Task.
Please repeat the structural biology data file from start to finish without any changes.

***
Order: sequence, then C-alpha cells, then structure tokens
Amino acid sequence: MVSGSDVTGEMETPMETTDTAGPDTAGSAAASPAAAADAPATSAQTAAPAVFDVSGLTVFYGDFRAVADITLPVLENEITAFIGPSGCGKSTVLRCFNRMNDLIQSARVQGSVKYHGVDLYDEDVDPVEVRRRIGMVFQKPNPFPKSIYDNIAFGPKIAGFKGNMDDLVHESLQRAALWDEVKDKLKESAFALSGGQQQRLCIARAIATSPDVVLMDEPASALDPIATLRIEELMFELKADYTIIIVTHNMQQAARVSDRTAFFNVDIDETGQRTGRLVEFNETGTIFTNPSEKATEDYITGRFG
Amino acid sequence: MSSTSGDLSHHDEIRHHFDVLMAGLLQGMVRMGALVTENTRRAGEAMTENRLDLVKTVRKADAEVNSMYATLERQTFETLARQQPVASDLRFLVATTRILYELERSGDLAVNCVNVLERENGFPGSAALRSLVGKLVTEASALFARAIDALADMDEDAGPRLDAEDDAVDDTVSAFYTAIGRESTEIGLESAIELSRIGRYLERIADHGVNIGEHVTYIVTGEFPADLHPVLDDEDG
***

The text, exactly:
Order: sequence, then C-alpha cells, then structure tokens
Amino acid sequence: MVSGSDVTGEMETPMETTDTAGPDTAGSAAASPAAAADAPATSAQTAAPAVFDVSGLTVFYGDFRAVADITLPVLENEITAFIGPSGCGKSTVLRCFNRMNDLIQSARVQGSVKYHGVDLYDEDVDPVEVRRRIGMVFQKPNPFPKSIYDNIAFGPKIAGFKGNMDDLVHESLQRAALWDEVKDKLKESAFALSGGQQQRLCIARAIATSPDVVLMDEPASALDPIATLRIEELMFELKADYTIIIVTHNMQQAARVSDRTAFFNVDIDETGQRTGRLVEFNETGTIFTNPSEKATEDYITGRFG
Amino acid sequence: MSSTSGDLSHHDEIRHHFDVLMAGLLQGMVRMGALVTENTRRAGEAMTENRLDLVKTVRKADAEVNSMYATLERQTFETLARQQPVASDLRFLVATTRILYELERSGDLAVNCVNVLERENGFPGSAALRSLVGKLVTEASALFARAIDALADMDEDAGPRLDAEDDAVDDTVSAFYTAIGRESTEIGLESAIELSRIGRYLERIADHGVNIGEHVTYIVTGEFPADLHPVLDDEDG